Lokeshvararaja, Lokeśvararāja: 2 definitions

Introduction

Introduction:

Lokeshvararaja means something in Buddhism, Pali, Hinduism, Sanskrit. If you want to know the exact meaning, history, etymology or English translation of this term then check out the descriptions on this page. Add your comment or reference to a book if you want to contribute to this summary article.

The Sanskrit term Lokeśvararāja can be transliterated into English as Lokesvararaja or Lokeshvararaja, using the IAST transliteration scheme (?).

In Buddhism

Mahayana (major branch of Buddhism)

[«previous next»] — Lokeshvararaja in Mahayana glossary
Source: Wisdom Library: Maha Prajnaparamita Sastra

Lokeśvararāja (लोकेश्वरराज) is the name of a Buddha according to the 2nd century Mahāprajñāpāramitāśāstra (chapter XV). Accordingly, “The Buddha Che tseu tsai wang (Lokeśvararāja) led the Bhikṣu Fa tsi (Dharmākara) in the ten directions and showed him the pure universes”.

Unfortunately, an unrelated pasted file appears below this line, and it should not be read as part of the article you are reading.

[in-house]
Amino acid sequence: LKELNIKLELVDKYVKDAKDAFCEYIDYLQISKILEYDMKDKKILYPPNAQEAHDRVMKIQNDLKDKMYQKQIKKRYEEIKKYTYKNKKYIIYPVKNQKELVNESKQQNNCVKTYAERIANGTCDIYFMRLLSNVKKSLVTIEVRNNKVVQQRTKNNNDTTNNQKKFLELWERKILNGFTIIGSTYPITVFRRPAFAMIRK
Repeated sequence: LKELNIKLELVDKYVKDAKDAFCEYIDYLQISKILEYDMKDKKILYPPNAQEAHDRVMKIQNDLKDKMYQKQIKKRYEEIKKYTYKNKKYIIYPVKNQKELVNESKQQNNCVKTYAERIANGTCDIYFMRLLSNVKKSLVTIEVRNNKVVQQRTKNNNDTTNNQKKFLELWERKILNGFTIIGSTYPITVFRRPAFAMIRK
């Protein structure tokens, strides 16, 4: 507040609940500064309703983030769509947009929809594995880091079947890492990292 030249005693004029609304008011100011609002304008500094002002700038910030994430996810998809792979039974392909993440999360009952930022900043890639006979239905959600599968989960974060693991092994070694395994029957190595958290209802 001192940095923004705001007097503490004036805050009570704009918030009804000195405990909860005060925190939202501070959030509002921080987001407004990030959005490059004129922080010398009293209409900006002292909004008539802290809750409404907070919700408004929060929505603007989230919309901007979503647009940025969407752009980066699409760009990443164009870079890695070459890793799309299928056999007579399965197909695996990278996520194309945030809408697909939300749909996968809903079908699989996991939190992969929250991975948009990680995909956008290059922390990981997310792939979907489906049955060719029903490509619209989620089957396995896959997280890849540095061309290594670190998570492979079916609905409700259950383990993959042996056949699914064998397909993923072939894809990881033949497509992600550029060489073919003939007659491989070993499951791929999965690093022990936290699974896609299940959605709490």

Mahayana book cover
context information

Mahayana (महायान, mahāyāna) is a major branch of Buddhism focusing on the path of a Bodhisattva (spiritual aspirants/ enlightened beings). Extant literature is vast and primarely composed in the Sanskrit language. There are many sūtras of which some of the earliest are the various Prajñāpāramitā sūtras.

Discover the meaning of lokeshvararaja or lokesvararaja in the context of Mahayana from relevant books on Exotic India

Languages of India and abroad

Sanskrit dictionary

[«previous next»] — Lokeshvararaja in Sanskrit glossary
Source: Cologne Digital Sanskrit Dictionaries: Edgerton Buddhist Hybrid Sanskrit Dictionary

Lokeśvararāja (लोकेश्वरराज).—name of a former Buddha: Sukhāvatīvyūha 6.18 ff.

context information

Sanskrit, also spelled संस्कृतम् (saṃskṛtam), is an ancient language of India commonly seen as the grandmother of the Indo-European language family (even English!). Closely allied with Prakrit and Pali, Sanskrit is more exhaustive in both grammar and terms and has the most extensive collection of literature in the world, greatly surpassing its sister-languages Greek and Latin.

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